|Trade names||Fasigyn, Simplotan, Tindamax, others|
|Main uses||Bacterial vaginosis, amoebiasis, giardiasis, trichomoniasis|
|Side effects||Upset stomach, brownish urine, headache, allergic reaction|
|Typical dose||2 gm once daily|
|Elimination half-life||12–14 hours|
|Excretion||Urine (20–25%), faeces (12%)|
|Chemical and physical data|
|Molar mass||247.27 g·mol−1|
|3D model (JSmol)|
Tinidazole, sold under the brand name Tindamax among others, is a medication used to treat a number of infections including amebiasis, giardiasis, trichomoniasis, bacterial vaginosis, and nongonococcal urethritis. It is taken by mouth.
Common side effects include nausea, tiredness, and headaches. Other side effects may include brownish urine, peripheral neuropathy, and allergic reactions. Use is not recommended during the initial part of pregnancy. It is a member of the nitroimidazole class and is believed to work by affecting DNA.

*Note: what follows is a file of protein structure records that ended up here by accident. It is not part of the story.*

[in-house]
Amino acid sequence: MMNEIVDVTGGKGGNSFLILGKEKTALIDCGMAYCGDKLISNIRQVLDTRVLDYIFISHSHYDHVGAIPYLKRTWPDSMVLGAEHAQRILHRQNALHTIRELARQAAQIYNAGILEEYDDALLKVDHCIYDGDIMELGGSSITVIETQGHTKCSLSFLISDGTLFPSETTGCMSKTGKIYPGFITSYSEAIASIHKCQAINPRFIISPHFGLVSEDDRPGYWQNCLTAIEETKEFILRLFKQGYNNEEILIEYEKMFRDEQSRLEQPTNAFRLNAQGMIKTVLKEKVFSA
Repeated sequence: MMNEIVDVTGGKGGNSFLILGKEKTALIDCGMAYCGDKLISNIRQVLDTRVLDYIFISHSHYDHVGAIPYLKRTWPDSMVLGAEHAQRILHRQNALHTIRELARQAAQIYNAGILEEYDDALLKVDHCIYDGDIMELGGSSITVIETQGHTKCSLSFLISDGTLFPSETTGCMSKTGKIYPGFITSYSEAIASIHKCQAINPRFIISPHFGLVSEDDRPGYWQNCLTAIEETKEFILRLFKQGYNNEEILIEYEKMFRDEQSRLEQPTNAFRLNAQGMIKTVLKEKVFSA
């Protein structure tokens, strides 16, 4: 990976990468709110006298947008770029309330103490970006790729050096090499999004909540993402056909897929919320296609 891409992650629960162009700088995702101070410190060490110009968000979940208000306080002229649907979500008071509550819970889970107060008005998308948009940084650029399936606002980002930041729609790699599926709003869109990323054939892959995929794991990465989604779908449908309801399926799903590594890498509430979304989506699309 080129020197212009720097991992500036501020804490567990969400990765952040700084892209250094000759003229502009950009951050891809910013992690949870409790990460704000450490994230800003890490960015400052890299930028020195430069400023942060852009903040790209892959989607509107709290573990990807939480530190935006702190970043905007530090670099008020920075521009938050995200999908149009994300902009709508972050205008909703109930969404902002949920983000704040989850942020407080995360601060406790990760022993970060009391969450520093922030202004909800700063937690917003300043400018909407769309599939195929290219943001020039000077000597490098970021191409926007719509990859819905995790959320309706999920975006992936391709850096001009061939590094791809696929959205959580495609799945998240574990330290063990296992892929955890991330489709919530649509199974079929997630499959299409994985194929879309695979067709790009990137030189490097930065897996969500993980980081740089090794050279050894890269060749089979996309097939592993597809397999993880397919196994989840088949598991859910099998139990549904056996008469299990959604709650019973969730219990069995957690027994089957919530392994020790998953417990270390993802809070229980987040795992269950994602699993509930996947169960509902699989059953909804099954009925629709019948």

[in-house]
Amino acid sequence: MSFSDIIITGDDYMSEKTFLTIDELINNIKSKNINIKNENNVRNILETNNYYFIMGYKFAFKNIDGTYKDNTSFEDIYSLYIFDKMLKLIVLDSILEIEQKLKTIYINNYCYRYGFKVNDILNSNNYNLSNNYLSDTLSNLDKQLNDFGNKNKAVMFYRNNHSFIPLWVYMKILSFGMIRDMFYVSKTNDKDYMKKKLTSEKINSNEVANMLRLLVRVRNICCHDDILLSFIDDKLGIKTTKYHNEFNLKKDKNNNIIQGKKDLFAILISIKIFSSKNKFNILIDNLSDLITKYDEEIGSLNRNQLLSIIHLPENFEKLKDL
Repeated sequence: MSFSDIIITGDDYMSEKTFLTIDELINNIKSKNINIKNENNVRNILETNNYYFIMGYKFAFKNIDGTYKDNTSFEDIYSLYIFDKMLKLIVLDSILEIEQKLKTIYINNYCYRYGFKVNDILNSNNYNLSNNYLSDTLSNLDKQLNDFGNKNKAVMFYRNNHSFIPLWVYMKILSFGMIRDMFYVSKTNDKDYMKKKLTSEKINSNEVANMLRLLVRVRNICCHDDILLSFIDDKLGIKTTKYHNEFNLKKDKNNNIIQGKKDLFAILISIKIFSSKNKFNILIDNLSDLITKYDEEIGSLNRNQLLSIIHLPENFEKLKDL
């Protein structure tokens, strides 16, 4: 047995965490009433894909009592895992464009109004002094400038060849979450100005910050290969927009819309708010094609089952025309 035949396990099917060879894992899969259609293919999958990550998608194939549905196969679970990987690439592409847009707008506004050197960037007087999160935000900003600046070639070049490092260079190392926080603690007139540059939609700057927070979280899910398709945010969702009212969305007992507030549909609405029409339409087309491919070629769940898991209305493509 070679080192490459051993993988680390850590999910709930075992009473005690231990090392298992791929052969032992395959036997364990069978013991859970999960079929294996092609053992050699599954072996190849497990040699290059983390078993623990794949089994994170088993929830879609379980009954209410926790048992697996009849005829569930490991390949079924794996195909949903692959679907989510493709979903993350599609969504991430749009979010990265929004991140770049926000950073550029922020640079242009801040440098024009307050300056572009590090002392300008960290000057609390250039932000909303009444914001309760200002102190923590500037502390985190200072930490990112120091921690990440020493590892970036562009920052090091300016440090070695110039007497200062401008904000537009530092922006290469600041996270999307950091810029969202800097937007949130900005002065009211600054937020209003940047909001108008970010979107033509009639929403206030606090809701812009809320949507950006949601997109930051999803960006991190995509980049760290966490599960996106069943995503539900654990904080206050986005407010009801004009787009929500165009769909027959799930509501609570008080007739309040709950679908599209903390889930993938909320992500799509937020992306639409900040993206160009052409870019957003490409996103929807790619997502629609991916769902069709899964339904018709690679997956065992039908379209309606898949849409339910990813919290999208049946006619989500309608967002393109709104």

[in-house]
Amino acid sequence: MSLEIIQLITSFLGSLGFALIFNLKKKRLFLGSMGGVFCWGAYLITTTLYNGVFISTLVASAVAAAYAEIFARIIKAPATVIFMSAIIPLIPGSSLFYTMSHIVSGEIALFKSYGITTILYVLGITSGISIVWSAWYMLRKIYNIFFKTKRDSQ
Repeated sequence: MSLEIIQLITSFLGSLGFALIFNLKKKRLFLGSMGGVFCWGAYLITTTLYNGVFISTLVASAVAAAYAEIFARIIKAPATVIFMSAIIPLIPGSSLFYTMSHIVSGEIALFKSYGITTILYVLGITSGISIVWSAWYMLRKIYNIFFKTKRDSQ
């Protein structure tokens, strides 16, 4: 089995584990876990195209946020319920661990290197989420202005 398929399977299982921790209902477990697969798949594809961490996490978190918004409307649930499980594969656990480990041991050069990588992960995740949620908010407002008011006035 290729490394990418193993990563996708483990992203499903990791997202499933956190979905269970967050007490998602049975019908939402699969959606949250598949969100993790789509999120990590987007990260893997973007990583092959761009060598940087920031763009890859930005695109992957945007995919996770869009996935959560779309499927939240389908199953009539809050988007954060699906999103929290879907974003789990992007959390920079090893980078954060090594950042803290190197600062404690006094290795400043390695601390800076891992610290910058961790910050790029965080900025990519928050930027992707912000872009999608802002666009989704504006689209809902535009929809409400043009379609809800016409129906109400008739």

Tinidazole was developed in 1969. It is available as a generic medication. In the United Kingdom 16 tablets of 500 mg costs the NHS about £11 as of 2021. This amount in the United States costs about 35 USD.
Tinidazole is used for infections from amoebae, giardia, and trichomonas, just like metronidazole. Tinidazole may be a therapeutic alternative in the setting of metronidazole intolerance. Tinidazole may also be used to treat a variety of other bacterial infections (e.g., as part of combination therapy for Helicobacter pylori eradication protocols).
The dose in adults is typically 2 grams once per day; while in children 50 mg/kg is used. For amoebiasis 3 days is used if the intestines are affected and 5 days if the liver is affected. For giardiasis, trichomoniasis, and bacterial vaginosis a single dose is used.
Elimination half-life is 13.2 ± 1.4 hours. Plasma half-life is 12 to 14 hours.
Society and culture
Tinidazole is marketed by Mission Pharmacal under the brand name Tindamax, by Pfizer under the names Fasigyn and Simplotan, and in some Asian countries as Sporinex.
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- BNF (80 ed.). BMJ Group and the Pharmaceutical Press. September 2020 – March 2021. p. 574. ISBN 978-0-85711-369-6.CS1 maint: date format (link)
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